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Superior orders
From Wikipedia, the free encyclopedia (Redirected from Superior Orders)
Superior orders, often known as the Nuremberg defense, lawful orders or by the German phrase "Befehl ist Befehl" ("orders are orders"), is a plea in a court of law that a person, whether a member of the armed forces or a civilian, not be held guilty for actions which were ordered by a superior officer or a public official.[1]
The superior orders plea is often regarded as the complement to command responsibility.[2]
One of the most noted uses of this plea, or "defense," was by the accused in the 1945–46 Nuremberg Trials, such that it is also called the "Nuremberg defense". The Nuremberg Trials were a series of military tribunals, held by the main victorious Allied forces after World War II, most notable for the prosecution of prominent members of the political, military, and economic leadership of the defeated Nazi Germany. It was during these trials, under the London Charter of the International Military Tribunal which set them up, that the defense of superior orders was no longer considered enough to escape punishment; but merely enough to lessen punishment.[3]
Historically, the plea of superior orders has been used both before and after the Nuremberg Trials, with a notable lack of consistency in various rulings.
Apart from the specific plea of Superior Orders, discussions about how the general concept of superior orders ought to be used, or ought not to be used, have taken place in various arguments, rulings and Statutes that have not necessarily been part of “after the fact” war crimes trials, strictly speaking. Nevertheless these discussions and related events help us understand the evolution of the specific plea of superior orders and the history of its usage.

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History before 1900[edit]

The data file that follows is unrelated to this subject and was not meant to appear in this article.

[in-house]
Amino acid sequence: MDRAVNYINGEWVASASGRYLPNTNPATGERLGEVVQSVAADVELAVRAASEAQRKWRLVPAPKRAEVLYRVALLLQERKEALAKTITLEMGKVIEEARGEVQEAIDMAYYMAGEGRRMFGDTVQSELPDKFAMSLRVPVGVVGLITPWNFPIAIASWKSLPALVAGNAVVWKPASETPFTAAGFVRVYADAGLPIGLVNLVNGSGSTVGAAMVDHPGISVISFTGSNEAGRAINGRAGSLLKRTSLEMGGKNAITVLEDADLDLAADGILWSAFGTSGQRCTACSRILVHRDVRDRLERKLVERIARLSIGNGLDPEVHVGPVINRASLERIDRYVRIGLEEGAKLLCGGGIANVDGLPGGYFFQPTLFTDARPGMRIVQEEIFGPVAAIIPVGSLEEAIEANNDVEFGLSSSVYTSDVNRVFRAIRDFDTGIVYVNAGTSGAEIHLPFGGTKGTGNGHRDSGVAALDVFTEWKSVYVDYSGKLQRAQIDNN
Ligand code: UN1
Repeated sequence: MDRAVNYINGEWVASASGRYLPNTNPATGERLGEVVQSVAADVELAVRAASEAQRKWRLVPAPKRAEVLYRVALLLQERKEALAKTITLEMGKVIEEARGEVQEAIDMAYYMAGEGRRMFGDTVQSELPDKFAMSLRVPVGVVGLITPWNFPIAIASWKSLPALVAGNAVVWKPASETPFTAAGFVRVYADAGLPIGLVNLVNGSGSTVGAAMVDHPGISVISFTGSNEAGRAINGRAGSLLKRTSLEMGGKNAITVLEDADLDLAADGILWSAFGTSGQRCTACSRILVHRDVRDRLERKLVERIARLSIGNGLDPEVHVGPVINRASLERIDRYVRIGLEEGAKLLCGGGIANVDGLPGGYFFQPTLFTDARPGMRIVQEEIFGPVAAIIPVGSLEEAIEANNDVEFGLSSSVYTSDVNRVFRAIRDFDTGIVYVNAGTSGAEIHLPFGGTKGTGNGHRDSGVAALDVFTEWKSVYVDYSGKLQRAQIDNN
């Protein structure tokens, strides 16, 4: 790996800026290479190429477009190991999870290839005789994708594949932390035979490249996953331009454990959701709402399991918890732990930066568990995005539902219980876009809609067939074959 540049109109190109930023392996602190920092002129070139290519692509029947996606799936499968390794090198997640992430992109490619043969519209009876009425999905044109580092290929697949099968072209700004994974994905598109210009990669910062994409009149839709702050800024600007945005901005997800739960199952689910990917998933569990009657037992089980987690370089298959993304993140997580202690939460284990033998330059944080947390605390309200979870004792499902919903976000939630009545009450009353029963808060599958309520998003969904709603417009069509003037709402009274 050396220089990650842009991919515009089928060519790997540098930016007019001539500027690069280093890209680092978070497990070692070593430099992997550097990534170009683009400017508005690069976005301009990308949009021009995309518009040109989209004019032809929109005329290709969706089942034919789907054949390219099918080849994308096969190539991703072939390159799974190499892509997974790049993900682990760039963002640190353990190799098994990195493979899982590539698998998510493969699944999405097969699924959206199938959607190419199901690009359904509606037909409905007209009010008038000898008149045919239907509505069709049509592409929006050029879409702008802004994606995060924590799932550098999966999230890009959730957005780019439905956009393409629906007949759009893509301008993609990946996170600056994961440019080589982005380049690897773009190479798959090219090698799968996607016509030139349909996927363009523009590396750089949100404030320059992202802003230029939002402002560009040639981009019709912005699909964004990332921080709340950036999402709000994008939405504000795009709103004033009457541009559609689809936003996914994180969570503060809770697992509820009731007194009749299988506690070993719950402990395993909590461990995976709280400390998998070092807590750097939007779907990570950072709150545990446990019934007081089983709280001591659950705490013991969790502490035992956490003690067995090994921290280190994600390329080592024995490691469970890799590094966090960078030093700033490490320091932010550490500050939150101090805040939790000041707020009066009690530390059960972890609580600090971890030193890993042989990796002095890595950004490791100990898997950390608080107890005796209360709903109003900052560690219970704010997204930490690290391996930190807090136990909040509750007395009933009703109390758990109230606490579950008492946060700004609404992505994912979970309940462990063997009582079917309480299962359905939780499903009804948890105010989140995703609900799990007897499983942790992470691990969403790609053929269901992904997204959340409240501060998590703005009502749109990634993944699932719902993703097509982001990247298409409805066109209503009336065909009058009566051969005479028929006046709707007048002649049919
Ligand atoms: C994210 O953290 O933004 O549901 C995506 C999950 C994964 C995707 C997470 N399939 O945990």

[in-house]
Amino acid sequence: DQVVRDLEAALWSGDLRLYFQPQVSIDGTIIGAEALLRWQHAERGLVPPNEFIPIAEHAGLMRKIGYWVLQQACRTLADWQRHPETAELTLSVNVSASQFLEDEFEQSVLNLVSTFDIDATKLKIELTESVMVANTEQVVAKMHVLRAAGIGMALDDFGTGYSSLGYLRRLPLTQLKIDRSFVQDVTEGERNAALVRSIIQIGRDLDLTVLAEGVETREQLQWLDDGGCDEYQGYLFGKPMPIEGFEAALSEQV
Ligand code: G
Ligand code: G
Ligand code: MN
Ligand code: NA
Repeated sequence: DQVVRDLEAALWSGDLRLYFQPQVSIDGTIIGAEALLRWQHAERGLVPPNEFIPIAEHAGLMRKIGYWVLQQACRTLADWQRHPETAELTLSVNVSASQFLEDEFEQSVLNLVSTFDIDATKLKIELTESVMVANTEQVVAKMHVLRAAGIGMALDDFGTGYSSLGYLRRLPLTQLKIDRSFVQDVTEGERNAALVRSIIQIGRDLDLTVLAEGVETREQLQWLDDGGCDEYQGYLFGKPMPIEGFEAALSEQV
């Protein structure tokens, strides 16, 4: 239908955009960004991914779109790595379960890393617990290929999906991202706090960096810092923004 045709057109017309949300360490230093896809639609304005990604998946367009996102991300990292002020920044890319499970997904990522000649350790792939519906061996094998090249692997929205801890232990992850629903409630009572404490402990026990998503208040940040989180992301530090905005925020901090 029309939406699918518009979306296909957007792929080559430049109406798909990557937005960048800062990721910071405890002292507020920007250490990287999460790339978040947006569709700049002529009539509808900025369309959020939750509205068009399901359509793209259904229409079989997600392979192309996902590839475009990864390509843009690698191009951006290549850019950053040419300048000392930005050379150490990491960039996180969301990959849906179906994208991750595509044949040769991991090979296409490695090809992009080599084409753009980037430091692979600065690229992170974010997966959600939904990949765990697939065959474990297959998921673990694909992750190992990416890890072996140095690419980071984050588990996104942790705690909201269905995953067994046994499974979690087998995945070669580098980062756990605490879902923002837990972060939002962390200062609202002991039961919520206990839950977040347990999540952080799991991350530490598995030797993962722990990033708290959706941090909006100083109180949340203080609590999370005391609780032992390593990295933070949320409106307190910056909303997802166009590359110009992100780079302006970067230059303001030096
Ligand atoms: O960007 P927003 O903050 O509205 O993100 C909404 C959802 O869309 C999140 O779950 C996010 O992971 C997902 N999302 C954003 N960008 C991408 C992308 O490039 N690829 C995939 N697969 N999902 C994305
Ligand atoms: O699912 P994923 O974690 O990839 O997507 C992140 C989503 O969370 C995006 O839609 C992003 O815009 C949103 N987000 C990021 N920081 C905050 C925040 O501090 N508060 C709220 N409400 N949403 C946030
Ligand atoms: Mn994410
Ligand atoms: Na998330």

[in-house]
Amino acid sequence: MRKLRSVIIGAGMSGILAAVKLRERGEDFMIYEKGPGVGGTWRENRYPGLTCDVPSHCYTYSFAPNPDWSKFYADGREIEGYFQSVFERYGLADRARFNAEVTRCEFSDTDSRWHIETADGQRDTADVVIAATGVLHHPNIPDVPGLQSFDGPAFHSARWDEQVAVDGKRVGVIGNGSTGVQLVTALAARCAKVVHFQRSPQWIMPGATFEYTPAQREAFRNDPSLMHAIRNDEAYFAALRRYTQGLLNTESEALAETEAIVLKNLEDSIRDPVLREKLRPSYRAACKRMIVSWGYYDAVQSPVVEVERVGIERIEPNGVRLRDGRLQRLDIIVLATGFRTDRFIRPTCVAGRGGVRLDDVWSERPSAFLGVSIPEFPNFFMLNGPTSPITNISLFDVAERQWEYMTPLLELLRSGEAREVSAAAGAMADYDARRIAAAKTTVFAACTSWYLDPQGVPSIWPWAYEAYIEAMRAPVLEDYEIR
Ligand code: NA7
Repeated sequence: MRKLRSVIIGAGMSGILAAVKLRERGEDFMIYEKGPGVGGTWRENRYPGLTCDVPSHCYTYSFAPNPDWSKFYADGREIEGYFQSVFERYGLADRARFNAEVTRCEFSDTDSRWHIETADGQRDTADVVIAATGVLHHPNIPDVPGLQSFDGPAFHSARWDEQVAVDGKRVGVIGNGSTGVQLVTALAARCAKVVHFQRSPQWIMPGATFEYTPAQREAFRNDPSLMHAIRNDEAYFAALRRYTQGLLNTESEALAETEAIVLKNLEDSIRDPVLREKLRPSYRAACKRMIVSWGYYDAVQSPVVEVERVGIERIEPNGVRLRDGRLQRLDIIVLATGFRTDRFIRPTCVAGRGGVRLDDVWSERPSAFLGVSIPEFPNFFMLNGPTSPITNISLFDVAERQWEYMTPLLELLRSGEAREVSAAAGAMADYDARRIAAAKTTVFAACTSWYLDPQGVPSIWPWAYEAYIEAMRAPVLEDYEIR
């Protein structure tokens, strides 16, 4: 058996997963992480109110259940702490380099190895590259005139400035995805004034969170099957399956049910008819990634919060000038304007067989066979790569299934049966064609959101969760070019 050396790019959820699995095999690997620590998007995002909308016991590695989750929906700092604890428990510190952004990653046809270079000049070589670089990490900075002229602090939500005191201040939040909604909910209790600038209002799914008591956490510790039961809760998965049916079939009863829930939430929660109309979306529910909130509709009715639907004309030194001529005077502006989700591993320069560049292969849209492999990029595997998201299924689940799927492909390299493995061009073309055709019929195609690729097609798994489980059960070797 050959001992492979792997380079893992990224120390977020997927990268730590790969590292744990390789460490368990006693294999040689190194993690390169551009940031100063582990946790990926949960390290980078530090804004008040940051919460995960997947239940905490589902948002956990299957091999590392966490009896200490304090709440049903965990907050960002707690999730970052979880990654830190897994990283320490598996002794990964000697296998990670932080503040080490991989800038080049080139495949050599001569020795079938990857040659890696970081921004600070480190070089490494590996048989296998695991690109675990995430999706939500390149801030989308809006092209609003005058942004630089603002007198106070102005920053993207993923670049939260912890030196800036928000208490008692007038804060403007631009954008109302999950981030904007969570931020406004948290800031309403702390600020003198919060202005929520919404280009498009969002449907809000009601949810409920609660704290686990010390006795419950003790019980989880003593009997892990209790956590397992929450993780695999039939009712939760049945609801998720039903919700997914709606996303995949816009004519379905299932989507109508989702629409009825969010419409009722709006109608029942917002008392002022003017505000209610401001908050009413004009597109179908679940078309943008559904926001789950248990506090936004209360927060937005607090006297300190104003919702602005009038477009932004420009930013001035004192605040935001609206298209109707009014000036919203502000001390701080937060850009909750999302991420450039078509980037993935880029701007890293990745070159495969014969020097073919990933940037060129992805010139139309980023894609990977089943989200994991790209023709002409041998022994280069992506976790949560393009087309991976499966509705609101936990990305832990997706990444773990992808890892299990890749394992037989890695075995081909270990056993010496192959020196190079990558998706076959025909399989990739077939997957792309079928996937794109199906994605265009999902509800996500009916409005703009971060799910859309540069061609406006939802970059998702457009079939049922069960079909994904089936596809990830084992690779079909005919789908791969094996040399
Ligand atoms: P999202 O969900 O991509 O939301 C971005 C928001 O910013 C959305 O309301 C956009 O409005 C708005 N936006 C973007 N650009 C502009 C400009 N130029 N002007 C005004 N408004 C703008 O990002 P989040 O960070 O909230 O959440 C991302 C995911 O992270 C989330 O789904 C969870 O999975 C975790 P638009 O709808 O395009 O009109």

The trial of Peter von Hagenbach[edit]
See also: Command responsibility

Hagenbach on trial, from Berner Chronik des Diebold Schilling dem Älteren
In 1474, in the trial of Peter von Hagenbach by an ad hoc tribunal of the Holy Roman Empire, the first known “international” recognition of commanders’ obligations to act lawfully occurred.[4][5] Hagenbach offered the defense that he was just following orders, but this defense was rejected and he was convicted of war crimes and beheaded.[6]
Specifically, Hagenbach was put on trial for atrocities committed under his command but not by him directly, during the occupation ofBreisach. This was the earliest modern European example of the doctrine of command responsibility.[6][7] Since he was convicted for crimes "he as a knight was deemed to have a duty to prevent," Hagenbach defended himself by arguing that he was only following orders[4][8] from the Duke of Burgundy, Charles the Bold, to whom the Holy Roman Empire had given Breisach.[9] This defense was rejected.
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History from 1900 to 2000[edit]
German military trials after World War I[edit]
On June 4, 1921, the legal doctrine of superior orders was used during the German Military Trials that took place after World War I: One of the most famous of these trials was the matter of Lieutenant Karl Neumann, who was a U-Boat Captain responsible for the sinking of the hospital ship the Dover Castle.[10] Even though he frankly admitted to having sunk the ship, he stated that he had done so on the basis of orders supplied to him by the German Admiralty; and that being so, he could not be held liable for his actions. The LeipzigSupreme Court (then Germany's supreme court) acquitted him, accepting the defense of superior orders as a grounds to escape criminal liability.[11] Further, that very court had this to say in the matter of superior orders:
“… that all civilized nations recognize the principle that a subordinate is covered by the orders of his superiors."[12]
Many accused of war crimes were acquitted on a similar defense, creating immense dissatisfaction amongst the Allies. This has been thought to be one of the main causes for the specific removal of this defense in the August 8, 1945 London Charter of the International Military Tribunal. This removal has been attributed to the actions of Robert H. Jackson, a Justice of the United States Supreme Court, who was appointed Chief Prosecutor at the Nuremberg Trials.
The Dostler case[edit]